HIF (Hypoxia-inducible factor) is a transcriptional factor that plays a role in the physiologic responses to hypoxia. Most oxygen-breathing species express the highly conserved transcriptional complex HIF-1. HIF-1 is a heterodimer consisting of an oxygen-regulated HIF-1α and HIF-2α subunits and a constitutively expressed HIF-1β subunit. The HIF signaling cascade mediates the effects of hypoxia, the state of low oxygen concentration, on the cell. Importantly, Hypoxia often keeps cells from differentiating. However, hypoxia promotes the formation of blood vessels, and is important for the formation of a vascular system in embryos, and cancer tumors. The hypoxia in wounds also promotes the migration of keratinocytes and the restoration of the epithelium.

HIF-α is the master transcriptional regulator of cellular and developmental response to hypoxia. Under normoxic conditions, HIF-α subunits have a very short half-life. Cells continuously synthesize and degrade HIF-α protein. However, under decreasing concentrations of oxygen, the degradation of HIF-α is retarded. The dysregulation and overexpression of HIF-α play an important role in cancer biology, as well as a number of other pathophysiologies, specifically in areas of vascularization and angiogenesis, energy metabolism, cell survival, and tumor invasion.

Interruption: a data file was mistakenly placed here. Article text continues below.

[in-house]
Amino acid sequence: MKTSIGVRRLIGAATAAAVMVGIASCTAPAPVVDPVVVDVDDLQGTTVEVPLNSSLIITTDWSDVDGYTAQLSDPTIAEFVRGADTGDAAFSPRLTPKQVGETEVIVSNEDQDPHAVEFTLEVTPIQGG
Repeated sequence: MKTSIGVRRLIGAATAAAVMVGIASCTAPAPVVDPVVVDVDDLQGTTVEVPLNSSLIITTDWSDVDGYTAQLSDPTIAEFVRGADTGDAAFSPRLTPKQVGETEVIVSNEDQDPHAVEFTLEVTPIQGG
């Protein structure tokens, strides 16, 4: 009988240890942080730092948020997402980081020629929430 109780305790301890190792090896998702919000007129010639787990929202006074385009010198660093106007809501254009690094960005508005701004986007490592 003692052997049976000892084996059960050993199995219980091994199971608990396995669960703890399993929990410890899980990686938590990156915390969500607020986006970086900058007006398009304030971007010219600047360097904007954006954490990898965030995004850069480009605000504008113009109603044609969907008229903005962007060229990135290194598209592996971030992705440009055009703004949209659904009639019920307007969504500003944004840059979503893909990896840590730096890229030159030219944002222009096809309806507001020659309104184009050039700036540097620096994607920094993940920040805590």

FM19G11 is a potent inhibitor of HIF-α protein in hypoxia. FM19G11 can inhibit HIF-α protein accumulation in tumor cell lines and embryonic stem cells. Meanwhile, directly regulates expression and inhibits transcriptional activity of pluripotency markers (Sox2 and Oct4) in rodent and human stem cells under hypoxic conditions, driving differentiation. Therefore, FM19G11 promotes oligodendrocyte differentiation under hypoxia. Besides, FM19G11 favors spinal cord injury regeneration and stem cell self-renewal by mitochondrial uncoupling and glucose metabolism induction. In vivo, FM19G11 treatment improves locomotion in severe spinal cord injury.

All in all, FM19G11, a HIF-α-subunit inhibitor, inhibits transcriptional activity of HIF-α isoforms.


[1]Weidemann A, et, al. Cell Death Differ. 2008 Apr;15(4):621-7.